UK: Liechtenstein Disclosure Facility

Last Updated: 2 July 2015
Article by Stuart Gerber, Richard Morley and Dawn Register



In 2009 H M Revenue and Customs (HMRC) announced a landmark agreement with the Liechtenstein government which launched a unique disclosure process called the 'Liechtenstein Disclosure Facility' (LDF). The resulting Memorandums of Understanding (MOU) between the two countries are designed to eliminate all UK tax evasion with a Liechtenstein connection. The MOU also set out the special terms and conditions for the LDF which can be used to resolve tax compliance problems with any offshore element, providing the individual can qualify (see below). The LDF is open for new registrations until 31 December 2015. A new Tax Information Exchange Agreement between the UK and Liechtenstein was also signed in 2009.


The agreement is broad and covers all entities that are 'formed, founded, settled, incorporated, administered or managed in Liechtenstein'. This may include bank accounts, companies, trusts, foundations, partnerships and even insurance policies. Settlors and beneficiaries of trusts may also be included.

The LDF covers all UK taxes including inheritance tax and national insurance contributions.


The LDF is being used by a wide range of people. These include:

  • Families preserving wealth and elderly people putting their tax affairs in order for future generations
  • Professionals eg lawyers, accountants who are at risk of an investigation or prosecution by HMRC
  • Executors of Estates who discover undisclosed assets offshore and need tax clearance from HMRC prior to distributing funds
  • Taxpayers who did not disclose all their assets under a previous investigation
  • Businesses with unrecorded trading income which is diverted offshore
  • Non-UK domiciliaries who want some certainty about their domicile status and may not have correctly filed UK tax returns in the past
  • Those whose one off levy on funds in their Swiss bank accounts did not fully bring their tax affairs up to date
  • Trustees and directors of overseas companies who wish to resolve legacy issues.


If monies are held in Liechtenstein on 1 August 2009, the individual qualifies for the process and can participate at any time. However, those under criminal investigation or who are the subject of a Code of Practice 9 (COP9) cannot qualify for the LDF. Monies or entities can also be moved into Liechtenstein so that an individual can participate. The tax implications of moving assets to Liechtenstein need to be considered but can be beneficial because of the favourable terms of this agreement. Moving assets into Liechtenstein can be as straightforward as opening a Liechtenstein bank account. Financial advice should be sought from a regulated financial adviser as needed.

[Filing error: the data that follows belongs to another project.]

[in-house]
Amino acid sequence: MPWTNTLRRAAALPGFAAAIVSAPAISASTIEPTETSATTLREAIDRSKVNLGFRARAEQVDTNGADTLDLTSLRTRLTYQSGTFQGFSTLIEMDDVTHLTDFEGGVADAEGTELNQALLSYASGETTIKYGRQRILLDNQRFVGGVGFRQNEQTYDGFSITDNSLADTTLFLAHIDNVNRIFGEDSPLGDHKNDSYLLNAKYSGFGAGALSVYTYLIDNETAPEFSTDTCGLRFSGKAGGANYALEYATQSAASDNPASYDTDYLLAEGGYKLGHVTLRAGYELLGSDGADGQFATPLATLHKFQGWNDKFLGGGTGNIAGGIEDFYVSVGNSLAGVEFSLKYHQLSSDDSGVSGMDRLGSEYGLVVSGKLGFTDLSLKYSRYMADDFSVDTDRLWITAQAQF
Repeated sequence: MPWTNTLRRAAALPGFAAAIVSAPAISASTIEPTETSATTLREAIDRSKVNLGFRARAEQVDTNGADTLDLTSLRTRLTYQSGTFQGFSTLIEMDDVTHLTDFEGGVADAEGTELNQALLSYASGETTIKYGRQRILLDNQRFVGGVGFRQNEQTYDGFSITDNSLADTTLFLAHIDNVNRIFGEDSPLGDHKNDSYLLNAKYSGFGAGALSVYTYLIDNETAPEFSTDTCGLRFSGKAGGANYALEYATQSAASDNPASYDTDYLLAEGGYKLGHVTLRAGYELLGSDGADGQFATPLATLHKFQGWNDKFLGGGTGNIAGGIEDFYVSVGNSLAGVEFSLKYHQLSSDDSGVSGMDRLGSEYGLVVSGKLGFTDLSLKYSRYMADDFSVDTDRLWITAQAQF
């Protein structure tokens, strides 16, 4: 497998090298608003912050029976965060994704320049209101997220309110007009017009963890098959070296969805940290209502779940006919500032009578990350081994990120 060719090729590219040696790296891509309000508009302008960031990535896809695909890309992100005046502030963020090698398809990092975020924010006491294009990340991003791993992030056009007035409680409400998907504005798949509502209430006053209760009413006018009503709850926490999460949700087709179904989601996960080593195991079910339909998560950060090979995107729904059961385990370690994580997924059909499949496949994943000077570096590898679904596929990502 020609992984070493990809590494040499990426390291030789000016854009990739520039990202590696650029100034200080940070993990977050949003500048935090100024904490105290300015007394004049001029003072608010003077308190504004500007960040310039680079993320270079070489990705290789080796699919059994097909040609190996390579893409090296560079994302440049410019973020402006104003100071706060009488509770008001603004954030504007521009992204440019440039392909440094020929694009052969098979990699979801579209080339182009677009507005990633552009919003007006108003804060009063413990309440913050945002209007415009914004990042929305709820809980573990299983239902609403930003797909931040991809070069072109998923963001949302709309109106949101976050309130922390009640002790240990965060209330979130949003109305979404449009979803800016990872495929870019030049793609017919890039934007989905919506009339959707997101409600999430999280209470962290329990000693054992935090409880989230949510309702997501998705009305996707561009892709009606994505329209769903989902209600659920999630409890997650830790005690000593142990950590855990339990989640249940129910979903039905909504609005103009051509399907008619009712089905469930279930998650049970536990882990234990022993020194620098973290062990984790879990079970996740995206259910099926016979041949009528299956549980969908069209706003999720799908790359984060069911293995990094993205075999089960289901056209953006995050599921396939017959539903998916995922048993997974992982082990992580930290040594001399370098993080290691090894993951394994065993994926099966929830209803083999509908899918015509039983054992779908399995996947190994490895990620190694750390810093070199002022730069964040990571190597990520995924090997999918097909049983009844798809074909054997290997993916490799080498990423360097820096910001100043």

HMRC requires sight of a Confirmation of Relevance before an LDF registration application can be accepted. The Confirmation of Relevance is evidence that there is relevant property in Liechtenstein at the point of registration and is issued by a Liechtenstein Financial Intermediary such as a bank.


The client does not meet with HMRC; the whole process can be managed by a tax agent. Confidential 'no-names' discussions can take place initially and there will be no HMRC investigation unless the disclosure is incomplete or false. The process is clearly controlled and has a defined start and end, with a Registration Certificate, Disclosure Certificate and letter of acceptance. It is a civil process and entirely confidential. At the end of the process, HMRC will issue a letter of acceptance to confirm all UK tax liabilities are settled. Detailed technical guidance is published and updated regularly on HMRC website at


Those who qualify for the LDF benefit from immunity from prosecution providing a full disclosure is made to HMRC and the monies are not criminal property. This means that even if a person does not qualify for the 'full favourable terms' (see below) it may still be an appropriate method to regularise a taxpayer's UK tax affairs because it is simpler and does not carry the risk of an interview that is part of the Contractual Disclosure Facility (COP9) process.


On 14 August 2014, HMRC and the Principality of Liechtenstein released a Fourth Joint Declaration making a number of changes, effective immediately, restricting the benefits of the LDF.

Even if a person has a Liechtenstein 'connection' then the person may now only qualify for the LDF's full favourable terms if:

  • They have an offshore asset at 1 September 2009 which was not opened through a UK branch or agency;